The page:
History of the centre

At the close of World War Two Kesgrave village was a small community of bungalows straggling along the Main Road, a few dwellings on the unmade cart track side roads, various shops, The Bell Public House and All Saints Church; very different to the Kesgrave of the year 2000 which was declared a town. At two Parish Meetings in August and September 1945 a decision was taken to use the £200 Victory Fund, not on celebrations which were paid for separately, but on a Community Centre for the village, creating a living Memorial. A Playing Field Committee was promptly formed and it soon began organising dances, whist drives and socials to add to the fund. The weekly dances proved very popular with personnel attending from Bentwaters and Martlesham Heath.

Meanwhile Parish Councillors had visited Community Centres in Cambridgeshire and had been negotiating with Reverend E.S.Wontner, vicar of Kesgrave. He had previously bought the field between the church and the Post Office to prevent indiscriminate building. His aim was to preserve an open space in the near vicinity of the Church but he was prepared to sell the field to The Parish Council of Kesgrave for £450. The sale was completed in 1947 comprising 6.25 acres of land. The Playing Field Committee was left with a balance of £125. Further fundraising continued and a week of events in November 1948 raised £100, including all the Remembrance Sunday church collection. The Scouts cleared the little copse near the Main Road, tennis courts were laid out and the Football Club began to use the field. The Community Centre idea included provision of a hall, but it was decided that until this could be built, the War Memorial Tablets should be housed in a lychgate which was donated by Mr W.O. Jolly. On Remembrance Sunday 1950 the Centre was opened and the Tablets were unveiled. Special mentions were made by Mr Reeve for Mr Stollery and Mrs Wilkinson whose hard work over five years had taken them closer to the idea of a centrefor the whole community to use.

Further fundraising continued and play equipment for children was provided by Mr Fenton in 1955. At a special Parish Meeting in February 1954 the deficiencies of the Church Hall for social events were explained and the meeting decided that a hall should be built as part of the W.M.C.C., using voluntary labour to qualify for a government grant and loan. The Hall should measure 80ft x 27ft and with the total cost not being more than £3,000. Work started on the Hall in March 1957, with the foundation stone being laid during the annual village fete by Mrs E.S.Hervey, whose generous donation of £1,000 assisted tremendously. The Hall was completed within 6 years due to the unstinting efforts of a small band of volunteers. The floor was laid in 1961, the furnishings added in 1962 and it was officially opened in 1963. The total cost including furnishings was £4,430. During the years of building several committees were responsible for the running of the Community Centre; a Playing Fields Committee, a Hall Funds Committee and a Hall Building Committee. Once the Hall was completed the organisation of the whole Centre was undertaken by an Executive Committee responsible to the Trustees of the Centre. In 1967 the memorial plaques were moved from the lychgate to the wall of the Hall and the lychgate transferred to the Burial Ground.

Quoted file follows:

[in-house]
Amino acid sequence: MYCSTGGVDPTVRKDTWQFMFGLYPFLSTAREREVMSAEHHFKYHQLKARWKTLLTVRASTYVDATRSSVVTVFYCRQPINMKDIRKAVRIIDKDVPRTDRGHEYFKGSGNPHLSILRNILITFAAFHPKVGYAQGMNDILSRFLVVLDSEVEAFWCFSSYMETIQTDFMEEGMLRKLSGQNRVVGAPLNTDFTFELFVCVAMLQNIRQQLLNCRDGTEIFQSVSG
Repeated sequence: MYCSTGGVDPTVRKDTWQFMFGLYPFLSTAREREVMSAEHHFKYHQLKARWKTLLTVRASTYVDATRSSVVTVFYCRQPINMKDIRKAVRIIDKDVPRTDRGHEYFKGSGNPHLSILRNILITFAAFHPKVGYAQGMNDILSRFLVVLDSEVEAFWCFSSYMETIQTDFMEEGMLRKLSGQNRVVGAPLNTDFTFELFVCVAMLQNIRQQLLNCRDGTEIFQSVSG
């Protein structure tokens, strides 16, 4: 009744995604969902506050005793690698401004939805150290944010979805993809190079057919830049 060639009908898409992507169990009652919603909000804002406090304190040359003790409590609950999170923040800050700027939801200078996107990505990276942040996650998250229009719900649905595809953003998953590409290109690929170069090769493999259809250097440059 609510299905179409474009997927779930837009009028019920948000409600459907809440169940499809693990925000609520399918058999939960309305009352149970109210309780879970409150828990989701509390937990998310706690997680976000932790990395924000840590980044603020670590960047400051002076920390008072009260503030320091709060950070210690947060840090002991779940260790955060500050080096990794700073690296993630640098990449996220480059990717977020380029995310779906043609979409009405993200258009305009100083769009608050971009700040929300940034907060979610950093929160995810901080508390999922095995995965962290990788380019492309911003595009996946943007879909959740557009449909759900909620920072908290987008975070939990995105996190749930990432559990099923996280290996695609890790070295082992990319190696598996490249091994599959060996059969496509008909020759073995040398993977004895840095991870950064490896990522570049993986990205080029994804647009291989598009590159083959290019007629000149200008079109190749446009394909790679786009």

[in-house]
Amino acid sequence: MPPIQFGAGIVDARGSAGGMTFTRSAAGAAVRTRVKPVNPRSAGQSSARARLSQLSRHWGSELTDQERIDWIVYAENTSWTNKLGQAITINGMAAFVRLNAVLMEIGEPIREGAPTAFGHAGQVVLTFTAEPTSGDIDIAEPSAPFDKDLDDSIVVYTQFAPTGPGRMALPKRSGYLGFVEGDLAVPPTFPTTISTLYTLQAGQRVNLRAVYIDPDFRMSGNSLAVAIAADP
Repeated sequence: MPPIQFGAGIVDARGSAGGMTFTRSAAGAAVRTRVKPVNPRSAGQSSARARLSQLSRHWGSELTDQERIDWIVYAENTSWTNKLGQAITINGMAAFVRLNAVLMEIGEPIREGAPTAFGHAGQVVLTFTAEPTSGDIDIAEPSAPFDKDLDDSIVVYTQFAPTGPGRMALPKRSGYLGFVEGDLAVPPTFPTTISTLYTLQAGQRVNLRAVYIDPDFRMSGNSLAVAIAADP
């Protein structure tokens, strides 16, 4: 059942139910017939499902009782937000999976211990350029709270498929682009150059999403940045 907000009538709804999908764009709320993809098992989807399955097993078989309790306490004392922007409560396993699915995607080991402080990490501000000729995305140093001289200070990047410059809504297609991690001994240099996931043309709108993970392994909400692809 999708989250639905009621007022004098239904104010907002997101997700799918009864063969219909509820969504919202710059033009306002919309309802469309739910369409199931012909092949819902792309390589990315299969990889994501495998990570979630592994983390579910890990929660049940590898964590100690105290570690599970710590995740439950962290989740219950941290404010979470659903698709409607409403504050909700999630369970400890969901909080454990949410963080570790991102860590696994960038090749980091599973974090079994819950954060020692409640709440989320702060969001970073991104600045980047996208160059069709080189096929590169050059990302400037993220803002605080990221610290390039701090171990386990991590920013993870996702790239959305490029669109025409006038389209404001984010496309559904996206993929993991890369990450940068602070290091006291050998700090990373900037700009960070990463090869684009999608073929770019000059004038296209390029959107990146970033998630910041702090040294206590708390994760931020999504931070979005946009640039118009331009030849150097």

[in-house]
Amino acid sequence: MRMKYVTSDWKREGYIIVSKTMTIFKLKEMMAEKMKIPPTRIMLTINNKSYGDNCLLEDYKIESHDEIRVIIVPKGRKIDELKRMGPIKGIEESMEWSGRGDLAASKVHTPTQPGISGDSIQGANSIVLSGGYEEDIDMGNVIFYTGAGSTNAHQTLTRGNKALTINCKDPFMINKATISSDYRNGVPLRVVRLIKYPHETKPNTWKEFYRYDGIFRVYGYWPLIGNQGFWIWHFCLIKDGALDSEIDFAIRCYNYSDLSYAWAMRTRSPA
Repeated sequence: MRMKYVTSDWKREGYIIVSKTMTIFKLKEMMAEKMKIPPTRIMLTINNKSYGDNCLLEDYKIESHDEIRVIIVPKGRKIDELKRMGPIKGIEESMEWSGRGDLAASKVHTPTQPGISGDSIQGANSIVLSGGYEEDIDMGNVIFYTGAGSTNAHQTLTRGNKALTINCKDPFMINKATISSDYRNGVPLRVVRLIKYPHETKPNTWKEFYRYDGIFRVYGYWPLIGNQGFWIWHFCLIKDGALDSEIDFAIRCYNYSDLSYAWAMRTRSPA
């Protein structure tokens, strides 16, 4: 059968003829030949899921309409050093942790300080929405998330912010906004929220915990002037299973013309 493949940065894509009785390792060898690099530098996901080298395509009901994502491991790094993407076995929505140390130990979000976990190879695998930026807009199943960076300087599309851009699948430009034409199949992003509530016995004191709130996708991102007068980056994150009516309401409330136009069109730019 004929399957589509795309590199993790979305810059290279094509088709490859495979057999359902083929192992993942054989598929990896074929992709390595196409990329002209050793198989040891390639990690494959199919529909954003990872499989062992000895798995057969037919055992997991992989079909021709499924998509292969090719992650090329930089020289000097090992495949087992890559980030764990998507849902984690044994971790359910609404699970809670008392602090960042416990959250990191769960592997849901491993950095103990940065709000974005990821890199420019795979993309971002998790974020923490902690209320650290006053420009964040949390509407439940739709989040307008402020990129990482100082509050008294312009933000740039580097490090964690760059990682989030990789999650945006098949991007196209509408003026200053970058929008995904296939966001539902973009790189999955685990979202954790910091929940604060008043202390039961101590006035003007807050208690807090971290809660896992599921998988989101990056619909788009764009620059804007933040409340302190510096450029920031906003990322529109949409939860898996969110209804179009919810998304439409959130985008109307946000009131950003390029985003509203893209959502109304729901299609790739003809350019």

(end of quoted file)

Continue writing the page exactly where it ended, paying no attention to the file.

In 1987 a joint statement by Kesgrave Parish Council and Kesgrave War Memorial Community Centre Committee regarding plans for the new Grange Farm housing estate was issued. There were some objections to the proposed demolition of the existing Community Centre as it was still in good condition and because of the hard work put in by the volunteers to build it and the potential loss of the War Memorial. However the new Centre had many advantages. The agreement to sell the land would allow KWMCC a new building of 18,700 sq.ft. to be built by the developers at an advantageous rate of up to £200,000 (at January 1987 prices); being half the actual cost. The new Community Centre would be surrounded by 12 acres of grassland, of playing field standard and a car park of 20,000 sq.ft. It was anticipated that after paying for the new Community Centre, including the cost of equipping the building and the playing field, a substantial fund would remain for investment to support future KWMCC activities. The existing Trust would be transferred to the new buildings and land, to have the same character and to be subject to similar conditions. The agreement was made and the Village Hall, Changing Rooms and Function Buildings were demolished in 1991. This made way for the second access roundabout to the Grange Farm Housing Development after the new community complex was built at Twelve Acre Approach. The Memorial stones were moved to the lawn cemetery adjacent to the Royal British Legion Hall. KWMCC has continued to grow and expand over the years and is now home to many clubs and societies, meeting the needs of the community. It also provides excellent conference facilities with the addition of the Conference Centre in 2006 and the Boardroom in 2010. Various outdoor sports are catered for; including cricket, bowls, tennis, cycle speedway and football. Indoor sports facilities are offered in the Sports Centre which was opened in 2008. KWMCC remains a Charitable Trust.